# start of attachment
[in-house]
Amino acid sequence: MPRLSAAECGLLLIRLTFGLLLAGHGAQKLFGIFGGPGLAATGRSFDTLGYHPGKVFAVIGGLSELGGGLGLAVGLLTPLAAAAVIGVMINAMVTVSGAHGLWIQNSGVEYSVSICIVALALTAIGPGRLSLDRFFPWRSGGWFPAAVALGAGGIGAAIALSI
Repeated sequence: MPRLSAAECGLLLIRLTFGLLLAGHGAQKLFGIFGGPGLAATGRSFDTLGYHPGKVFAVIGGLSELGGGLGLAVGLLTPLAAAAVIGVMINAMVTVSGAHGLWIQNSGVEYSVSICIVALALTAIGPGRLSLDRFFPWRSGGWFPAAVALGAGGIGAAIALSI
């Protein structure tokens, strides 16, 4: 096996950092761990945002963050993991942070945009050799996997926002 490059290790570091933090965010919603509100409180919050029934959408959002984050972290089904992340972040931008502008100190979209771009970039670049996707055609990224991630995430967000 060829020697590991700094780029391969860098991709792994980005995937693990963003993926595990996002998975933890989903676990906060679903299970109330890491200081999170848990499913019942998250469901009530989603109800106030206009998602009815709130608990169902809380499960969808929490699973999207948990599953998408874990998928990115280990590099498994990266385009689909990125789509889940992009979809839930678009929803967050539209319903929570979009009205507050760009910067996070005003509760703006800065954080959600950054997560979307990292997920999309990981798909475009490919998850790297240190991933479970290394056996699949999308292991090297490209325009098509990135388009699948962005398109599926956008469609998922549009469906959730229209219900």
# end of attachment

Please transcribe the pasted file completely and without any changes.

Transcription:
[in-house]
Amino acid sequence: MPRLSAAECGLLLIRLTFGLLLAGHGAQKLFGIFGGPGLAATGRSFDTLGYHPGKVFAVIGGLSELGGGLGLAVGLLTPLAAAAVIGVMINAMVTVSGAHGLWIQNSGVEYSVSICIVALALTAIGPGRLSLDRFFPWRSGGWFPAAVALGAGGIGAAIALSI
Repeated sequence: MPRLSAAECGLLLIRLTFGLLLAGHGAQKLFGIFGGPGLAATGRSFDTLGYHPGKVFAVIGGLSELGGGLGLAVGLLTPLAAAAVIGVMINAMVTVSGAHGLWIQNSGVEYSVSICIVALALTAIGPGRLSLDRFFPWRSGGWFPAAVALGAGGIGAAIALSI
């Protein structure tokens, strides 16, 4: 096996950092761990945002963050993991942070945009050799996997926002 490059290790570091933090965010919603509100409180919050029934959408959002984050972290089904992340972040931008502008100190979209771009970039670049996707055609990224991630995430967000 060829020697590991700094780029391969860098991709792994980005995937693990963003993926595990996002998975933890989903676990906060679903299970109330890491200081999170848990499913019942998250469901009530989603109800106030206009998602009815709130608990169902809380499960969808929490699973999207948990599953998408874990998928990115280990590099498994990266385009689909990125789509889940992009979809839930678009929803967050539209319903929570979009009205507050760009910067996070005003509760703006800065954080959600950054997560979307990292997920999309990981798909475009490919998850790297240190991933479970290394056996699949999308292991090297490209325009098509990135388009699948962005398109599926956008469609998922549009469906959730229209219900």